Tips for scientific work

Scientific work could be so beautiful: one reads some texts, lets their thoughts run through the filters of one’s own mind, criticizes and complements, plays through and combines – and writes the results in a continuous text.

As pleasant as the thought is: only novelists or recognized scientists writing in the popular field can allow themselves this kind of approach.

Because it is clear that science must be comprehensible, so should reveal their sources. Only in this way is it possible to separate the origin of the thoughts of other authors from their own results.

For many undergraduate students, the formalities prove to be a major hurdle: Each subject has its own citation rules and already in the question of where a “Cf.” should be prior to the source, and whether comments are better placed in the body text or in the footnote, divorced spirits.

Fortunately, most faculties have guides that cover these topics and show students whether to use APA, Chicago, MLA, or traditional German citation methods. Anyone who wants to keep track of this, however, must be tactical in view of the many types of sources – from an author’s books, to several editors, from anthologies to commemorative publications, to newspaper articles, to brochures in printed or electronic form.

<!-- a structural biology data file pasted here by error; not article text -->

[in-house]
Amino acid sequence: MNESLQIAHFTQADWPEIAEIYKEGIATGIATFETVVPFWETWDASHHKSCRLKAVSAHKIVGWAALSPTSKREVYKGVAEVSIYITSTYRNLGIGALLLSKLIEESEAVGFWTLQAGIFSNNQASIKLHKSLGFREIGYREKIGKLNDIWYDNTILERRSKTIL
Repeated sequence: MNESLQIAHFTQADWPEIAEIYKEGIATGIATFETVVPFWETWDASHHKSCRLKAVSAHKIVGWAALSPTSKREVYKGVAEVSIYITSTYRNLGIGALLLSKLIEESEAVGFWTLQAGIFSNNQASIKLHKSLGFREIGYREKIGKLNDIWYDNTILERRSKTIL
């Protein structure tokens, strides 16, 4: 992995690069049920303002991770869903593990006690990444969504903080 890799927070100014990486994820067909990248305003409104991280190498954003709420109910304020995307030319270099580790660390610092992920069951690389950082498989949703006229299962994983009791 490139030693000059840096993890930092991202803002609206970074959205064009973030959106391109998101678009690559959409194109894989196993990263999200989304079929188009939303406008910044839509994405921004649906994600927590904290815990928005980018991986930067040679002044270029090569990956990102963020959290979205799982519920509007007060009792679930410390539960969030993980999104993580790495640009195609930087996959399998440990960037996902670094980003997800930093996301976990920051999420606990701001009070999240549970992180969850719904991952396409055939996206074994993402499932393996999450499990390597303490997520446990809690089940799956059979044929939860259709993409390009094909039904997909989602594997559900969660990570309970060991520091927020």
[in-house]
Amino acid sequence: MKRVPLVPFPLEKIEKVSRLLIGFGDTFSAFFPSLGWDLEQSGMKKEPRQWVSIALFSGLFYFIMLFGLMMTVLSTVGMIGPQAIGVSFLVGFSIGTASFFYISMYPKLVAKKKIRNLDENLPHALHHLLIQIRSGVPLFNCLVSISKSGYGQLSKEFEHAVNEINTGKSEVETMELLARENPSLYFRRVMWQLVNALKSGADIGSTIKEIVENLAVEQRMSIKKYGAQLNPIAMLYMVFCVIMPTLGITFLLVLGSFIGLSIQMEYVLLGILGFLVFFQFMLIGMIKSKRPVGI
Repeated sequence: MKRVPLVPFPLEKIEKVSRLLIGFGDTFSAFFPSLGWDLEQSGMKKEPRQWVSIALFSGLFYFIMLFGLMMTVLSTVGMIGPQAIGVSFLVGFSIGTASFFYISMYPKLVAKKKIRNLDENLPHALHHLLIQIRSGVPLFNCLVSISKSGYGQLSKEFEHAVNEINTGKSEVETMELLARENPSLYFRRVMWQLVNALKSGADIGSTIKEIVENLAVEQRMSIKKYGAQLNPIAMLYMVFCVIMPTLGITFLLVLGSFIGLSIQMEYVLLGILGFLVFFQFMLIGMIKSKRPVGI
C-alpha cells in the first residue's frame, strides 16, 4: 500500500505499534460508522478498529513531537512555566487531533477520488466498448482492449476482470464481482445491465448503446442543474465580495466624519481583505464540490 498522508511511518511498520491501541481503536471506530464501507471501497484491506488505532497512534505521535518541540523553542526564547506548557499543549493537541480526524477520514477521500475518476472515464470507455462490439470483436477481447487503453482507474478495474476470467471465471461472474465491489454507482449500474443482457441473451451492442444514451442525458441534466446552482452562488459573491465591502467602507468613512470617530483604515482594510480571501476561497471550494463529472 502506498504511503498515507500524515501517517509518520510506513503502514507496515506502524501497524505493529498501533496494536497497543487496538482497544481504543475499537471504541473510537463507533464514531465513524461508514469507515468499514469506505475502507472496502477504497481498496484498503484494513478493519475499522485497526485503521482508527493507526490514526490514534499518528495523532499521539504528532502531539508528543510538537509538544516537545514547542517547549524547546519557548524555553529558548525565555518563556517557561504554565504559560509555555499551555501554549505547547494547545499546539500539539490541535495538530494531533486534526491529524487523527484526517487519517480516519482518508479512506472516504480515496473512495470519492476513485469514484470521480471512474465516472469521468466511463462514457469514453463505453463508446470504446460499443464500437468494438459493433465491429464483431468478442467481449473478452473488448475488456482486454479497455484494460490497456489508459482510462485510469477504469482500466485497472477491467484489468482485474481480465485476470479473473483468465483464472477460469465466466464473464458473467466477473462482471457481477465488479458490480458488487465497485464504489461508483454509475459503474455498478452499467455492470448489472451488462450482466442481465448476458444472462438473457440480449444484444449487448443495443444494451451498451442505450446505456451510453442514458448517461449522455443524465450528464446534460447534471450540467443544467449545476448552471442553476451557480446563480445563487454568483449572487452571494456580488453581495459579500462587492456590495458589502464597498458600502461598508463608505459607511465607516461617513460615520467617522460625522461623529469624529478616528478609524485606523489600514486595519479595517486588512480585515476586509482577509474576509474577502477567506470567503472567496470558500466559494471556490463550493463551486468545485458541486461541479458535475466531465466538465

It makes sense to consider the exact citation directly when collecting and entering in the bibliography.

This saves later and often very tedious changes.

Part of the citation and literature management work can also be done by Word itself – provided that the sources are entered exactly and according to a uniform pattern. Especially for larger works such as bachelor’s, diploma or master’s theses, it is important to handle the formalities correctly, otherwise the work quickly becomes confusing. In case of doubt, experienced fellow students, ghostwriters or writing agencies can also help when it comes to implementing the specifications for the formalities of a work with pinpoint accuracy.

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